Kokles

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Kokles
Pastmarka kokle.jpg
A Latgale kokles stamp issued in 2014 by the Latvian Post (artist Lilija Dinere).
String instrument
Other names Kokle, kūkles and kūkle (Latgale)[1]
Classification

Plucked string instrument, chordophone
Hornbostel–Sachs classification 314.122
(Diatonic lute-type stringed instrument)
Inventor(s) Folk instrument
Related instruments

Kanklės, kannel, kantele, gusli
Musicians

Mārtiņš Baumanis, Nikolajs Heņķis (1864–1934), Pēteris Korāts (1871–1957), Māris Muktupāvels, Valdis Muktupāvels, Biruta Ozoliņa, Latvīte Podiņa, Laima Jansone, Jānis Poriķis (1909–1992), Aloizijs Jūsmiņš (1915–1979; concert kokles)
Builders

Nikolajs Heņķis (1864–1934), Pēteris Korāts (1871–1957), Gunārs Igaunis, Māris Jansons, Eduards Klints, Ģirts Laube, Krists Lazdiņš, Kārlis Lipors,[2] Imants Robežnieks (concert kokles),[3] Jānis Poriķis (1909–1992), Andris Roze, Jānis Rozenbergs, Rihards Valters, Edgars Vilmanis-Meženieks,[2] Donāts Vucins (1934–1999)

Kokles[1][4][5][6][7][8][9][10][11][12][13] (Latvian pronunciation: ['kʊ͡ɔk.les]; Latgalian: kūkles) or kokle[1][7][11][14] (kūkle) is a Latvian plucked string instrument (chordophone) belonging to the Baltic box zither family known as the Baltic psaltery along with Lithuanian kanklės, Estonian kannel, Finnish kantele, and Russian gusli. The first possible kokles related archeological findings in the territory of modern Latvia are from the 13th century, while the first reliable written information about kokles playing comes from the beginning of the 17th century. The first known kokles tune was notated in 1891, but the first kokles recordings into gramophone records and movies were made in 1930s.[15] Both kokles and kokles playing are included in the Latvian Cultural Canon.[16]

Etymology

According to Finnish linguist Eino Nieminen, the name of the instrument, along with the names of most of its neighbouring counterparts (Lithuanian kanklės, Finnish kantele, Estonian kannel and Livonian kāndla), possibly comes from the proto-Baltic form *kantlīs/*kantlēs, which originally meant 'the singing tree',[10] ultimately deriving from the Proto-European root *qan- ('to sing, to sound'). However, Lithuanian ethnologist Romualdas Apanavičius believes kokles could be derived from the Proto-European root *gan(dh)-, meaning 'a vessel; a haft (of a sword)', suggesting that it may be related to the Russian word gusli.[17]

Construction

The kokles has a hollow trapezoidal body (ķermenis or korpuss) usually carved out of a single piece of wood (vienkocis) that's topped with a thin ornated wooden soundboard (skaņgaldiņš). A distinct feature that sets kokles apart from most of the other string instruments is that the strings don't rest on a bridge, making the sound quieter, but richer in timbre. Wooden (or sometimes metal) tuning pegs (tapas) are set into the wide tip of the body, while at the narrow tip is a metal rod (stīgturis) upon which the strings are secured, giving them a slightly fan-shaped arrangement. The strings may be of brass or steel. Traditionally, there were 6–9 strings which later increased to 10 and more.[18]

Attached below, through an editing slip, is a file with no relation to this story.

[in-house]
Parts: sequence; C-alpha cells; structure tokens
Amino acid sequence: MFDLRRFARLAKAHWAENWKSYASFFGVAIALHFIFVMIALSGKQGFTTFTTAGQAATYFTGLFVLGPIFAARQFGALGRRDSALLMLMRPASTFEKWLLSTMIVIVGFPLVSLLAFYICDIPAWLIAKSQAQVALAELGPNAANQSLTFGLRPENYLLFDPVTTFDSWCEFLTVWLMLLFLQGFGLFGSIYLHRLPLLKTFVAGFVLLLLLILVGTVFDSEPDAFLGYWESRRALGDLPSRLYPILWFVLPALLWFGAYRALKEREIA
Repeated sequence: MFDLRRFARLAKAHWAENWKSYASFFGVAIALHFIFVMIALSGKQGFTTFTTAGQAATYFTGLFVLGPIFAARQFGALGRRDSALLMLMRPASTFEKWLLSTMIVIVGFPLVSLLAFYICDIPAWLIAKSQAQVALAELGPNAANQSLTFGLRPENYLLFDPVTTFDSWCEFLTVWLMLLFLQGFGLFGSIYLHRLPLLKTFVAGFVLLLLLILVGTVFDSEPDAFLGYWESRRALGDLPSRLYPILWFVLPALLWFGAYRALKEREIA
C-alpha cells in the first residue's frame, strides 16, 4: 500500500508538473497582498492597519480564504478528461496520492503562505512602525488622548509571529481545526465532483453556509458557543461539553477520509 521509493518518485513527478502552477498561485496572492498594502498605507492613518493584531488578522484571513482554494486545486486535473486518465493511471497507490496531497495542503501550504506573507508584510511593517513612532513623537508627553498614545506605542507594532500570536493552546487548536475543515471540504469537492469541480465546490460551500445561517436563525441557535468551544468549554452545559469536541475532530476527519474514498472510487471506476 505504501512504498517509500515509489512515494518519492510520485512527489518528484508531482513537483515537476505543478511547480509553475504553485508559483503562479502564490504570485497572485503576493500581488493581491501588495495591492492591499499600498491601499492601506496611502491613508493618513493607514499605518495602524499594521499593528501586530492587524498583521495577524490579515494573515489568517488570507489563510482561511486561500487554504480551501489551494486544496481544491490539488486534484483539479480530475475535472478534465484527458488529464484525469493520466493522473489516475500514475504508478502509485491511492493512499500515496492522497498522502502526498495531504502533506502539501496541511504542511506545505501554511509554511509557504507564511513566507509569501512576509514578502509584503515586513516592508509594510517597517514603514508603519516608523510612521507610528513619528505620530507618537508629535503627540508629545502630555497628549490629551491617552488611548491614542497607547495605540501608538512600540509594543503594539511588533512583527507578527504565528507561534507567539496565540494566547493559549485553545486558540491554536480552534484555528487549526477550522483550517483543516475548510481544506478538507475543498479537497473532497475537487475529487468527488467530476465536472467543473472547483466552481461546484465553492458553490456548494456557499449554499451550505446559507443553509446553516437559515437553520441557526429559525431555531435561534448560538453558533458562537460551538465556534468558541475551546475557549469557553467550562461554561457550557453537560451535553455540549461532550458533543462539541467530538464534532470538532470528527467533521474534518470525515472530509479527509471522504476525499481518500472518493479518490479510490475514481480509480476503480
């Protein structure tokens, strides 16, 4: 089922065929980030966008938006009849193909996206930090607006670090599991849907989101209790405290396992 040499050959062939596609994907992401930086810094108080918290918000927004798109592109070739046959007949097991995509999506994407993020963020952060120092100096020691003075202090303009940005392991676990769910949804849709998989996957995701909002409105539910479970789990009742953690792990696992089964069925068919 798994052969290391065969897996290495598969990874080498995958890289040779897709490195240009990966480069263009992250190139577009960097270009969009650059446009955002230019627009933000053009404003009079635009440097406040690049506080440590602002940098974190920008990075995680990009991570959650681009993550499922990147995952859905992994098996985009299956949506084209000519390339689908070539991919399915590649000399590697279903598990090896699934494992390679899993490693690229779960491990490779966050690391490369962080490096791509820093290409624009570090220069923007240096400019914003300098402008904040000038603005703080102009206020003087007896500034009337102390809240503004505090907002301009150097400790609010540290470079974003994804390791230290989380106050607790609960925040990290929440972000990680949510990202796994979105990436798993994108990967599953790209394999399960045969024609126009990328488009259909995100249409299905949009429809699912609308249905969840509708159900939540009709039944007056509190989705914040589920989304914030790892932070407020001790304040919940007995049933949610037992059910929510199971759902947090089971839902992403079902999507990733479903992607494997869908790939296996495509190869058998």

Playing

Latgale kokles player in Riga

The technique of kokles playing differs from most other plucked string instruments, including that of zither, harp and guitar. There are also some playing differences between the regional types of Latgale and Kurzeme instruments. In Kurzeme kokles was generally played while sitting on a stool, bench or chair without armrests and placing it horizontally in the lap with legs slightly parted. It could be played while laid down on the table as well. For Latgale kokles the size and form of the instrument also allowed for it to be steadily placed in the lap in a vertical position, resting the shorter edge of kokles against the stomach and placing both arms on the instrument for extra comfort and stability.[19][20]

Strumming is done with the right hand's index finger, while the left hand is used for muting unwanted strings by lightly placing fingers on them. An alternative string muting technique found in Latgale features the fingers being inserted in-between the strings, but such option heavily restricts the movement of the left arm. The left hand can also be used for picking strings.[19][20]

Tuning

Tuning of the kokles is a diatonic scale, with some lower strings traditionally functioning as drones. A few traditional tuning variations include D-G-A-H-C for 5-stringed kokles written down by Andrejs Jurjāns at the end of the 19th century, D-C-D-E-F-G-A for 7-stringed kokles and D-C-D-E-F-G-A-H-C for 9-stringed kokles both used by traditional suiti kokles player Jānis Poriķis. However, as kokles began to be constructed with more strings and Latgale kokles became the dominant type of kokles among many other factors,[21] the drone strings have gradually lost their function and become just a lower range extension of the kokles' diapason. Since the 1980s, the most popular tunings among kokles players for 11-stringed kokles are G-A-C-D-E-F-G-A-B-C (GA) and G-A-C-D-E-F-G-A-B♭-C (GA-b♭).[22]

Types

In his book "The Baltic Psaltery and Playing Traditions in Latvia" (Kokles un koklēšana Latvijā) Latvian ethnomusicologist Valdis Muktupāvels distinguishes 3 types of traditional kokles – Kurzeme kokles (Kurzemes kokles), Latgale kokles (Latgales kokles) and zither kokles (cītarkokles)[23] – and 3 types of modernised kokles – the so-called 15-stringed Krasnopjorovs'-Ķirpis' diatonic kokles (Krasnopjorova-Ķirpja diatoniskās kokles) and the concert kokles (koncertkokles) both designed in the Latvian SSR in 1940s to 1960s, as well as the so-called 13-stringed Linauts'-Dravnieks'-Jansons' kokles (Linauta-Dravnieka-Jansona kokles) that emerged in the Latvian American community in the 1960s.[24]

Kurzeme kokles